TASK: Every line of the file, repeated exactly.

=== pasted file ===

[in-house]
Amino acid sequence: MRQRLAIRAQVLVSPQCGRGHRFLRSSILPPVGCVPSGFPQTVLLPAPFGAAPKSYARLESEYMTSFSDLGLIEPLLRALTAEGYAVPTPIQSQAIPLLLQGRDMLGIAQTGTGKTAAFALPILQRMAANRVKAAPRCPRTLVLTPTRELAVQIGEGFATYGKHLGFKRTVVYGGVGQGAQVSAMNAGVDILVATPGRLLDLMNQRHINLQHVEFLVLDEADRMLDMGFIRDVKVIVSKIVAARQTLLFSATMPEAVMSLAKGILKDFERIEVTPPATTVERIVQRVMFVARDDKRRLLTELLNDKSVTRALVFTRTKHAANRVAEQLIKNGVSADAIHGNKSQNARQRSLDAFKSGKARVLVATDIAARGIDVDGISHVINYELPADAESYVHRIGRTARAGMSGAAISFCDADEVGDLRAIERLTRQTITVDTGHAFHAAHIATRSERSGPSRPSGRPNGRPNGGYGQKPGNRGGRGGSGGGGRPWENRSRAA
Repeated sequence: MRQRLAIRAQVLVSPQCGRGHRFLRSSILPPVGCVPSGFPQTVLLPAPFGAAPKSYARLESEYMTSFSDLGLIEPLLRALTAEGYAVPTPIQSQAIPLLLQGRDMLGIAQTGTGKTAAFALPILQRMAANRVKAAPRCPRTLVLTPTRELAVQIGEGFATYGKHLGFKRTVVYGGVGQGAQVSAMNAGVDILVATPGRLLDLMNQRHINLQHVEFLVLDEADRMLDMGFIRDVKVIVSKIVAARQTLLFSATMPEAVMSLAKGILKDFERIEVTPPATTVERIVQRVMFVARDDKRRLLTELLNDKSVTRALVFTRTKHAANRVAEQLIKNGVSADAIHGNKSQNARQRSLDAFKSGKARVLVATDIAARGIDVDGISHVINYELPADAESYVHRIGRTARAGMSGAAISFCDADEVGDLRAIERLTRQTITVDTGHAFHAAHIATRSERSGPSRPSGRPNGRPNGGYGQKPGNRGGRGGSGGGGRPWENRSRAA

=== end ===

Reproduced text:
[in-house]
Amino acid sequence: MRQRLAIRAQVLVSPQCGRGHRFLRSSILPPVGCVPSGFPQTVLLPAPFGAAPKSYARLESEYMTSFSDLGLIEPLLRALTAEGYAVPTPIQSQAIPLLLQGRDMLGIAQTGTGKTAAFALPILQRMAANRVKAAPRCPRTLVLTPTRELAVQIGEGFATYGKHLGFKRTVVYGGVGQGAQVSAMNAGVDILVATPGRLLDLMNQRHINLQHVEFLVLDEADRMLDMGFIRDVKVIVSKIVAARQTLLFSATMPEAVMSLAKGILKDFERIEVTPPATTVERIVQRVMFVARDDKRRLLTELLNDKSVTRALVFTRTKHAANRVAEQLIKNGVSADAIHGNKSQNARQRSLDAFKSGKARVLVATDIAARGIDVDGISHVINYELPADAESYVHRIGRTARAGMSGAAISFCDADEVGDLRAIERLTRQTITVDTGHAFHAAHIATRSERSGPSRPSGRPNGRPNGGYGQKPGNRGGRGGSGGGGRPWENRSRAA
Repeated sequence: MRQRLAIRAQVLVSPQCGRGHRFLRSSILPPVGCVPSGFPQTVLLPAPFGAAPKSYARLESEYMTSFSDLGLIEPLLRALTAEGYAVPTPIQSQAIPLLLQGRDMLGIAQTGTGKTAAFALPILQRMAANRVKAAPRCPRTLVLTPTRELAVQIGEGFATYGKHLGFKRTVVYGGVGQGAQVSAMNAGVDILVATPGRLLDLMNQRHINLQHVEFLVLDEADRMLDMGFIRDVKVIVSKIVAARQTLLFSATMPEAVMSLAKGILKDFERIEVTPPATTVERIVQRVMFVARDDKRRLLTELLNDKSVTRALVFTRTKHAANRVAEQLIKNGVSADAIHGNKSQNARQRSLDAFKSGKARVLVATDIAARGIDVDGISHVINYELPADAESYVHRIGRTARAGMSGAAISFCDADEVGDLRAIERLTRQTITVDTGHAFHAAHIATRSERSGPSRPSGRPNGRPNGGYGQKPGNRGGRGGSGGGGRPWENRSRAA